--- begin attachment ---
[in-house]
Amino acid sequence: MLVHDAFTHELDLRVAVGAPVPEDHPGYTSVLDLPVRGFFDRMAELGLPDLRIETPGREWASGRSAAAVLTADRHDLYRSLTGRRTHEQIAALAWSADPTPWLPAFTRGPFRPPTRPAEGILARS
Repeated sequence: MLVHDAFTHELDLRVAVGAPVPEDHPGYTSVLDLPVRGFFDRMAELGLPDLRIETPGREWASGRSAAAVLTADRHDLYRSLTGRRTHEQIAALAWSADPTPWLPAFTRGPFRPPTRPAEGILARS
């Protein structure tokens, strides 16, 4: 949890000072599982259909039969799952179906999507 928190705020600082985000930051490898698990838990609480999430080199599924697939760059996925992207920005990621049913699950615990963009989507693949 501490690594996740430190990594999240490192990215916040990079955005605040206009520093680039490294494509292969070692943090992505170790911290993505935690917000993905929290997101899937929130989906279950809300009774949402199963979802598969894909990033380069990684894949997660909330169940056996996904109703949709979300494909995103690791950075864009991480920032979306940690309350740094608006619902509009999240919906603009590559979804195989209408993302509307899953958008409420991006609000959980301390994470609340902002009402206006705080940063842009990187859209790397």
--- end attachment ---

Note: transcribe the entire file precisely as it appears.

[in-house]
Amino acid sequence: MLVHDAFTHELDLRVAVGAPVPEDHPGYTSVLDLPVRGFFDRMAELGLPDLRIETPGREWASGRSAAAVLTADRHDLYRSLTGRRTHEQIAALAWSADPTPWLPAFTRGPFRPPTRPAEGILARS
Repeated sequence: MLVHDAFTHELDLRVAVGAPVPEDHPGYTSVLDLPVRGFFDRMAELGLPDLRIETPGREWASGRSAAAVLTADRHDLYRSLTGRRTHEQIAALAWSADPTPWLPAFTRGPFRPPTRPAEGILARS
């Protein structure tokens, strides 16, 4: 949890000072599982259909039969799952179906999507 928190705020600082985000930051490898698990838990609480999430080199599924697939760059996925992207920005990621049913699950615990963009989507693949 501490690594996740430190990594999240490192990215916040990079955005605040206009520093680039490294494509292969070692943090992505170790911290993505935690917000993905929290997101899937929130989906279950809300009774949402199963979802598969894909990033380069990684894949997660909330169940056996996904109703949709979300494909995103690791950075864009991480920032979306940690309350740094608006619902509009999240919906603009590559979804195989209408993302509307899953958008409420991006609000959980301390994470609340902002009402206006705080940063842009990187859209790397």